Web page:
Did you know that June is National Soul Food Month?
You’re probably familiar with the term “Soul Food,” after all it has become a common culinary term in recent decades. But it’s important we take the time to recognize what, exactly, soul food is and acknowledge why it holds a special place in the lives of so many people.
What is “Soul Food”?
The cuisine recognized today as soul food originated in the southern United States.
Infused with the flavors of numerous African cultures and made with the few, “unwanted” ingredients available to enslaved peoples, soul food became a part of the traditions and culture of generations of Americans.
The term “soul food” was first seen in print during the Black Pride movement of the 1960s. Some of the earliest references are in Malcolm X’s 1965 autobiography and the essay, “Soul Food” by author and activist Amiri Baraka.
It’s critical that we recognize the distinction between soul food and other southern cuisine.
Soul food specifically refers to the distinct culinary traditions of African Americans in the southern United States.
The cuisine is unique because of its complicated origins and its significance to the cultural traditions of Black and African Americans.
In an article on the history of soul food on Blackfoodie.co Vanessa Hayford says,
“Soul food has a rich and important history that ties Black culture to its African roots, and that history is deeply reflected in the staple recipes and techniques.”
In honor of National Soul Food Month, this recipe and its story come from Solomon, one of our Evidation team members.
Solomon, thank you for sharing your story and your recipe!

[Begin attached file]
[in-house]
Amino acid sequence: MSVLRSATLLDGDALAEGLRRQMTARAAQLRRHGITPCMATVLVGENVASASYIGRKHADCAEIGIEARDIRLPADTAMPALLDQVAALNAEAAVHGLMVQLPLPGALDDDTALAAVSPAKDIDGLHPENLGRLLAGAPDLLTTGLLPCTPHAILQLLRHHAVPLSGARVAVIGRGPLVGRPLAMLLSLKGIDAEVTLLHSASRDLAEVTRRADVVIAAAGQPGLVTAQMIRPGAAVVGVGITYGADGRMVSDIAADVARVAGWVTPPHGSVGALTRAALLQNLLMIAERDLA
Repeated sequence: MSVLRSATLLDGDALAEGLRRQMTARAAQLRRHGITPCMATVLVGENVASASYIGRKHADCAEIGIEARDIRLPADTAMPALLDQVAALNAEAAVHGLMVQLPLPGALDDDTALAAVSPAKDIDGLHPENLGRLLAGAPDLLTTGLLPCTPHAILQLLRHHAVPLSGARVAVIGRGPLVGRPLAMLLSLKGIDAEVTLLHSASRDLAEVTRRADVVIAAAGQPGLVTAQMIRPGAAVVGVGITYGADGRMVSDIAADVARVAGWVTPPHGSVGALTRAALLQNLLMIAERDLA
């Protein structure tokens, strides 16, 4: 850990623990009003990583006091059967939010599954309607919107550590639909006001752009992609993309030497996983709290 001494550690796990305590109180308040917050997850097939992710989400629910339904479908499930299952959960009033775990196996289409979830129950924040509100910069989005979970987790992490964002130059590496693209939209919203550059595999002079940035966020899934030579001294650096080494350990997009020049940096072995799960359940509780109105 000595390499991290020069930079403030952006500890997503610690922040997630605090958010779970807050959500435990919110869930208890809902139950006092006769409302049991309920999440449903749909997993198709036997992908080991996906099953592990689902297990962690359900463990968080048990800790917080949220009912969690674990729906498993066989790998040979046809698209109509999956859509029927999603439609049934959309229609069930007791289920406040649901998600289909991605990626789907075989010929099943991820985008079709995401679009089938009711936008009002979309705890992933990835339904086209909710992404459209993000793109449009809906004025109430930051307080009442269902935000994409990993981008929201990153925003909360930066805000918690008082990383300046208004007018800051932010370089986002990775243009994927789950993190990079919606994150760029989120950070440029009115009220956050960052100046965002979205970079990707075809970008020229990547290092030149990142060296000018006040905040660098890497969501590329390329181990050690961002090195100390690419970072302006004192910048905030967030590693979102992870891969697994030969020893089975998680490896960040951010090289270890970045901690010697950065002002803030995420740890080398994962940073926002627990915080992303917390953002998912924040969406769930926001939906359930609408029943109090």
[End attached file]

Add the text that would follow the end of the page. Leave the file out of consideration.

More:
Solomon’s Oxtails with Gravy!
“My family Oxtails with gravy recipe was handed down to me for 3 generations starting with my great great grandmother. This oxtail recipe is a hybrid of Caribbean oxtails made with southern comfort spin. Growing up, oxtails were the ultimate comfort food that my grandmother would make whenever we had a hard day and could use a feel-good boost. It was a tradition that one Sunday out of every month, my younger brothers and I would help my grandmother make oxtails, and it became a family bonding meal. Even today, when my daughters and I could use a little boost of feel-good energy and comfort, we head to the kitchen and make oxtails as it is my goal to keep the family recipe and intention strong for many generations to come!” — Solomon Howard, Evidation
For the Oxtails:
2 lbs of Oxtails
1 clove of garlic
1 chopped onion
1 ½ teaspoon salt
1 teaspoon ground pepper
1 tablespoon greek seasoning
1 teaspoon season salt
1 can of Campbell’s mushroom gravy
1 teaspoon Garlic Powder to taste
For the Gravy:
3 tablespoons flour (more as needed)
Salt and pepper to taste
- Plug in a slow cooker (any slow cooker will do)
- Place the temperature to “low”
- Mix all of the ingredients into a bowl ensuring that all ingredients are mixed thoroughly and the oxtails are evenly covered
- Pour the thoroughly mixed oxtails and ingredients into the slow cooker
- Cover the slow cooker with its lid
- Set a timer or the cooking time to 12 hours
- And let the goodness begin to cook :)
After the oxtails have cooked for 12 hours:
- Grab a large frying pan and place it on medium heat
- Transfer 2 smaller pieces of oxtails into the pan with a half cup of the juices from the slow cooker
- Add 3 tablespoons of all-purpose flour into the pan and stir until flour mixes and turns into a gravy
- Add more flour to thicken the gravy to the desired thickness.
- Add salt and pepper to taste
- Once the gravy is at the desired thickness, transfer the remaining oxtails from the slow cooker to the gravy (be sure to strain to not add too much of the broth from the slow cooker)
Any gravy recipe or premade gravy can work in place of the gravy recipe listed above.